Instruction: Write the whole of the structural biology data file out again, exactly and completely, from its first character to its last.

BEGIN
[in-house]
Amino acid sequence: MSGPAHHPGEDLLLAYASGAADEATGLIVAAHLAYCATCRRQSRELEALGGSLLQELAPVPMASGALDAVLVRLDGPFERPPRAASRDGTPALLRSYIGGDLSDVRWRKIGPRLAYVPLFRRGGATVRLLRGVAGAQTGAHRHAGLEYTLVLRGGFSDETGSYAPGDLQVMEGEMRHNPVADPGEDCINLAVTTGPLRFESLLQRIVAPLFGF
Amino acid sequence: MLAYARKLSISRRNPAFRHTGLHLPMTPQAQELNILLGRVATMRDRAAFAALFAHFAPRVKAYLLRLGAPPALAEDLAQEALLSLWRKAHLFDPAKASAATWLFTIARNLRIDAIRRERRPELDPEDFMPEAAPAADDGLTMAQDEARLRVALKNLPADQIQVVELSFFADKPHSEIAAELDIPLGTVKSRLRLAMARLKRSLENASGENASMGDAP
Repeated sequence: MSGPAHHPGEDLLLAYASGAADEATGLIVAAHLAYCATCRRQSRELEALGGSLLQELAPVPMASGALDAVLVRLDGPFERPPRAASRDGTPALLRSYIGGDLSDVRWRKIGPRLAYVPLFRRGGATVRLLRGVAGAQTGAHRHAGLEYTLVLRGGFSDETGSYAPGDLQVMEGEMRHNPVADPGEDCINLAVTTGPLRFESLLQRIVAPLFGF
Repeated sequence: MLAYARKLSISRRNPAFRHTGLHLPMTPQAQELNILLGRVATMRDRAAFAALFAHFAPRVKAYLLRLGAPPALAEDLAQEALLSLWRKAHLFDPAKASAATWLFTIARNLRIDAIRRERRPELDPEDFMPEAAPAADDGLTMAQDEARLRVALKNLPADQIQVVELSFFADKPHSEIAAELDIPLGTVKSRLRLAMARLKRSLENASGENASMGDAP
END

[in-house]
Amino acid sequence: MSGPAHHPGEDLLLAYASGAADEATGLIVAAHLAYCATCRRQSRELEALGGSLLQELAPVPMASGALDAVLVRLDGPFERPPRAASRDGTPALLRSYIGGDLSDVRWRKIGPRLAYVPLFRRGGATVRLLRGVAGAQTGAHRHAGLEYTLVLRGGFSDETGSYAPGDLQVMEGEMRHNPVADPGEDCINLAVTTGPLRFESLLQRIVAPLFGF
Amino acid sequence: MLAYARKLSISRRNPAFRHTGLHLPMTPQAQELNILLGRVATMRDRAAFAALFAHFAPRVKAYLLRLGAPPALAEDLAQEALLSLWRKAHLFDPAKASAATWLFTIARNLRIDAIRRERRPELDPEDFMPEAAPAADDGLTMAQDEARLRVALKNLPADQIQVVELSFFADKPHSEIAAELDIPLGTVKSRLRLAMARLKRSLENASGENASMGDAP
Repeated sequence: MSGPAHHPGEDLLLAYASGAADEATGLIVAAHLAYCATCRRQSRELEALGGSLLQELAPVPMASGALDAVLVRLDGPFERPPRAASRDGTPALLRSYIGGDLSDVRWRKIGPRLAYVPLFRRGGATVRLLRGVAGAQTGAHRHAGLEYTLVLRGGFSDETGSYAPGDLQVMEGEMRHNPVADPGEDCINLAVTTGPLRFESLLQRIVAPLFGF
Repeated sequence: MLAYARKLSISRRNPAFRHTGLHLPMTPQAQELNILLGRVATMRDRAAFAALFAHFAPRVKAYLLRLGAPPALAEDLAQEALLSLWRKAHLFDPAKASAATWLFTIARNLRIDAIRRERRPELDPEDFMPEAAPAADDGLTMAQDEARLRVALKNLPADQIQVVELSFFADKPHSEIAAELDIPLGTVKSRLRLAMARLKRSLENASGENASMGDAP